This came to me today by way of our Secondary EVP. Enjoy.
Something to think about (especially if you are either very poor or very rich)…
Bar Stool Economics
Suppose that every day, ten men go out for beer and the bill for all ten comes to $100. If
they paid their bill the way we pay our taxes, it would go something like this:
The first four men (the poorest) would pay nothing
The fifth would pay $1
The sixth would pay $3
The seventh would pay %7
The eighth would pay $12
The ninth would pay $18
The tenth man (the richest) would pay $59
So, that’s what they decided to do. The ten men drank in the bar every day and seemed
quite happy with the arrangement, until one day the owner threw them a curve. “Since
you are all such good customers,” he said, “I’m going to reduce the cost of your daily
beer by $20.” Drinks for the then would just cost $80.
The group still wanted to pay their bill the way we pay our taxes so the first four men
were unaffected. They would still drink for free. But what about the other six men -
paying customers? How could they divide the $20 windfall so that everyone would get
his ‘fair share?’ They realized that $20 divided by six is $3.33. But what if they
subtracted that from everybody’s share, and then the fifth man and the sixth man would
each end up being paid to drink his beer. So, the bar owner suggested that it would be fair
to reduce each man’s bill by roughly the same amount, and he proceeded to work out the
amounts each should pay.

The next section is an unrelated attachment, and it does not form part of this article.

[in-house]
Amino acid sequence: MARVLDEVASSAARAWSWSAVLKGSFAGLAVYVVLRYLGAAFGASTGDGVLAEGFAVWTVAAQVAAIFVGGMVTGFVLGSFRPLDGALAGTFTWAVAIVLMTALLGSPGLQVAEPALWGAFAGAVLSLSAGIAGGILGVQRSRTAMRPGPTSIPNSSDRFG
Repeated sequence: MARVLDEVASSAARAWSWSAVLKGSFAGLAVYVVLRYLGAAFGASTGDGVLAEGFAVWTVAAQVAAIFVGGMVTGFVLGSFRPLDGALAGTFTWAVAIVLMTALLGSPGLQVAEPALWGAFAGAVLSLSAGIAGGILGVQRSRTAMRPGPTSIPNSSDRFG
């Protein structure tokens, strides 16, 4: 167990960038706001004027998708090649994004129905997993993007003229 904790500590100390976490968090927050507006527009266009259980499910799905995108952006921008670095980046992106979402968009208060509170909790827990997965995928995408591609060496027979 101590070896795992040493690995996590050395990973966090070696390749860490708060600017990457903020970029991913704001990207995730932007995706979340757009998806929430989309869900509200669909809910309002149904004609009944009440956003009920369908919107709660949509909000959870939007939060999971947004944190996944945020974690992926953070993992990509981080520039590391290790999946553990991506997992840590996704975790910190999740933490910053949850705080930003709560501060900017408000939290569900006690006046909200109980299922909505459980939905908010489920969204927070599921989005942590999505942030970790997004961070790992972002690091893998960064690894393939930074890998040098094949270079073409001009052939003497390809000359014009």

The fifth man, like the first four, now paid nothing (100% savings)
The sixth now paid $2 instead of $3 (33% savings)
The seventh now paid $5 instead of $7 (28%savings)
The eighth now paid $9 instead of $12 (25% savings)
The ninth now paid $14 instead of $18 (22% savings)
The tenth now paid $49 instead of $59 (16% savings)
Each of the six was better off than before. And the first four continued to drink for free.
But once outside of the restaurant, the men began to compare their savings.
‘I only got a dollar out of the $20,’ declared the sixth man. He pointed to the tenth man,
‘but he got $10!’
‘Yeah, that’s right, ‘ exclaimed the fifth man. ‘I only saved a dollar too. It’s unfair that he
got ten times more than I!’
‘That’s true!!’ shouted the seventh man. ‘Why should he get $10 back, when I got only
two? The wealthy get all the breaks!’
‘Wait a minute,’ yelled the first four men in unison. ‘We didn’t get anything at all. The
system exploits the poor!’
The nine men surrounded the tenth and beat him up.
The next night the tenth man didn’t show up for drinks, so the nine sat down and had
beers without him. But when it came time to pay the bill, they discovered something
important. They didn’t have enough money between all of them for even half of the bill!
And that, boys and girls, journalists and college professors, is how our tax system works.
The people who pay the highest taxes get the most benefit from a tax reduction. Tax them
too much, attack them for being wealthy, and they just may not show up anymore. In fact,
they might start drinking overseas where the atmosphere is somewhat friendlier.
David R. Kamerschen, Ph.D
Professor of Economics, University of Georgia